• 3. ―Thank you. That‘s nice,‖ she smiled at the diminutive woman, then asked Joseph, ―What doesshe mean? Welcome back? I‘ve never been here.‖ "She thinks you are one of the lost children," he answered. ―The lost children?‖ She puzzled. ―The children that disappeared. They were taken by the slave traders.‖ He gestured to indicatesome remote point back in history. Maddie felt a sudden jolt. ―Oh my God!‖ she said, looking into the little woman‘s eyes. MamaTsongo reached up and pulled her down gently, cupping her face and patting her arms with a wornblack hand. An uninvited lump pained Maddie‘s throat. Things she had been taught—the MiddlePassage, the journey of Africans to America, the grievous holocaust of nine million souls—thesewelled up in her mind. How surreal. She had gone to Malawi for a simple college internship in agriculture, and discovered she had adeeper connection. It had become sort of a pilgrimage, a return to a heritage and a past imprinted in hergenes. *** Her internship with Malawi University lasted three months. Whenever she came from Lilongwe toNyasa village to gather data on the heirloom bean mixtures grown by the Malawi farmers Maddie wentto Mama Tsongo, ostensibly to document her farming practices, but more out of attraction to her wiseways. She appeared well over fifty and had the air of an elder, but Maddie discovered she was in factonly twenty-nine years old. She was the third wife in a polygamous marriage and she claimed she wasthe mother of thirteen children. ―Thirteen children? You‘ve borne thirteen children?‖ Maddie wasn‘t sure she‘d gotten the numberright. Her Chichewa was very rudimentary. Holy Mother of God! Hadn‘t she ever heard of birthcontrol pills? Don’t be stupid Maddie. Here? How? From whom would she get them? How many crops wouldshe have to grow and sell to afford a month‘s supply? Abstinence then. But would she have a choice about that? ―Only seven are living,‖ Joseph added.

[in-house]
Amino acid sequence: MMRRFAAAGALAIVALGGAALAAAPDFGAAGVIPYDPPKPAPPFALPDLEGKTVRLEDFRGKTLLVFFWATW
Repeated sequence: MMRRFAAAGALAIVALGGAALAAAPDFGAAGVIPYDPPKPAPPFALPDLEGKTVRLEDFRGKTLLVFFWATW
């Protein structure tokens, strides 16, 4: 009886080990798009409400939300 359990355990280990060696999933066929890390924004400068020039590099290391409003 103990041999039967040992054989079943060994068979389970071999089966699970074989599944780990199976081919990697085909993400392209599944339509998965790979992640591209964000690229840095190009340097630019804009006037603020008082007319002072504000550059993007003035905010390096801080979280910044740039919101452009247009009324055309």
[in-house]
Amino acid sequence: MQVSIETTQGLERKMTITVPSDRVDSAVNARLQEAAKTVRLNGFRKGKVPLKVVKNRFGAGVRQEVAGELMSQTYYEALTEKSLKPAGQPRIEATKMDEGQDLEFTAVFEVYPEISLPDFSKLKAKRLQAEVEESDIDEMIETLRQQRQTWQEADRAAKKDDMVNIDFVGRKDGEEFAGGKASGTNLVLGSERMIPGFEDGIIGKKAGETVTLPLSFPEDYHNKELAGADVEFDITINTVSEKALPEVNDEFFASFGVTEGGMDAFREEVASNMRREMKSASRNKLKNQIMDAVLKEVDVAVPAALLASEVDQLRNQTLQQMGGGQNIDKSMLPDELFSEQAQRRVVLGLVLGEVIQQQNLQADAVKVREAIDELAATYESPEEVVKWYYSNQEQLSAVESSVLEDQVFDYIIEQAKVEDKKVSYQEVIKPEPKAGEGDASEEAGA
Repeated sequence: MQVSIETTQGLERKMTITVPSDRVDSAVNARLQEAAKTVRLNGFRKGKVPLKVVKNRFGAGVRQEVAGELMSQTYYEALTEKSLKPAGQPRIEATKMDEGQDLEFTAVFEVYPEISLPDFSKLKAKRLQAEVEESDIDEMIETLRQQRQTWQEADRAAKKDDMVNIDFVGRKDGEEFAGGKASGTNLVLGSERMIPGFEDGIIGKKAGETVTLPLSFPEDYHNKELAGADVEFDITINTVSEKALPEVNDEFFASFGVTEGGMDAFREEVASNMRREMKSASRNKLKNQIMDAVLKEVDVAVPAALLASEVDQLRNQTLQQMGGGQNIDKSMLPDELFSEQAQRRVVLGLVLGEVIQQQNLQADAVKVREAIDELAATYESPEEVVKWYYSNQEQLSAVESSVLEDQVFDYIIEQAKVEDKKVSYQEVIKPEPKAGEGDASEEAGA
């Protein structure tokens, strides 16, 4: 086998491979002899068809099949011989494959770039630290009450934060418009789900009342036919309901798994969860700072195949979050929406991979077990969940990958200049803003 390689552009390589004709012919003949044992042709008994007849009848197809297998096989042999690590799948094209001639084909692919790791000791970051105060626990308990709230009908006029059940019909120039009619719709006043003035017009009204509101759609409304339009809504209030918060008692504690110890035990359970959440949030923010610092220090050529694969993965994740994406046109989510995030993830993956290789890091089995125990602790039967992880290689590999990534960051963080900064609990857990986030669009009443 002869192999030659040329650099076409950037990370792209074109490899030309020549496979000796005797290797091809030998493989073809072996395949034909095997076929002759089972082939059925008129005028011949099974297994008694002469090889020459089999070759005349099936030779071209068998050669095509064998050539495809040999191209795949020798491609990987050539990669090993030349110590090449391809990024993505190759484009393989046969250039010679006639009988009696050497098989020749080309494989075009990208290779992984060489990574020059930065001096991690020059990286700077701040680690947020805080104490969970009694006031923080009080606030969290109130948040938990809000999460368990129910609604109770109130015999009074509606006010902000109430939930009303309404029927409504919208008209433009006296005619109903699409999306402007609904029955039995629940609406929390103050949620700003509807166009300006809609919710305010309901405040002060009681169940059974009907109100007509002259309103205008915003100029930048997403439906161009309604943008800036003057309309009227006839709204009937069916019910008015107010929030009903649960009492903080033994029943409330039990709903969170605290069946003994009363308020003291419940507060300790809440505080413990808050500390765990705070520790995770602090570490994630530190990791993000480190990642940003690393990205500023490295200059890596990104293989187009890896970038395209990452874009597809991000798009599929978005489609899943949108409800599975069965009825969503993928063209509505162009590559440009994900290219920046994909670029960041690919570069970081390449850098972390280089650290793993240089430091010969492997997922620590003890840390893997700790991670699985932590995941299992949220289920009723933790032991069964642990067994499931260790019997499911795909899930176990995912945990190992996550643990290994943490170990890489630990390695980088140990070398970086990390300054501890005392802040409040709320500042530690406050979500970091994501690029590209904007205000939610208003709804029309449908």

• 4. Maddie drew in a thin stream of air. Slowly, to assuage an ache in her chest. How did a womanendure the loss of six children? She couldn‘t just let it pass. It wasn‘t just a survey question anymore. Something was required ofher. So she used the words she knew, to speak to her directly. ―And…and you‘ve lost six?‖ ―Six.‖ She nodded, an ancient smile in her eyes. This figure could have been attributed to poor counting ability because it was so fantastic, butMaddie found she could not discount it, because Mama Tsongo actually described the placing of thedead children by introducing the living children who flanked them in the family line. She put her handon the head of each child as she pulled them gently to stand before Maddie. Some tried to go back andhide behind her skirt, others just stood there gawking at her, showing all their teeth in their smiles. My God. So much innocence. Mama Tsongo‘s pride seemed to be in how many of her children shehad managed to keep alive, despite miscarriage and infant mortality. Maddie asked to walk around her plot and Mama Tsongo showed her the rocky field, no biggerthan a postage stamp, on a hillside with a forty-five degree slope. Like many African farmers, eightypercent of whom are women, she grew her beans on a plot she neither had the right to own nor inherit.With that same devotion with which she had nursed each one of her children, she wielded her hoe andtended the hillside. And all her watchful effort yielded no more than a few bushels of beans. Bundles of dry bean plants hung from the sides of the hut to dry. Mama Tsongo showed her theclay pots where she stored her harvest. If the beans were covered with ashes, they might be protectedfrom weevils, and feed her family until the next crop. Maddie sensed that for Mama Tsongo, farming was a high stakes game, with a deadly margin ofrisk. A bad rust infestation that reduced her harvest could also reduce her family. Maddie saw a lot in those three months. With the mind of a privileged American she registeredshock at every new discovery, every sign of ingrained and wrenching poverty. She dreamed of makinga difference. She dreamed of producing some revolutionary new bean variety, with high yield andimmune to disease. But she felt powerless to change the pattern of things. Then she came home and became engulfed by the seductive apathy of the academic grind. MamaTsongo and her brood receded slowly into a realm of unreality, far and distant as the outer orbits of aself-centered universe. But the mark left by that waif-like woman lay dormant until the day, mid-way through her Ph.D.,when Maddie found herself angrily crying in a bathroom stall. That day, the memory of Mama Tsongo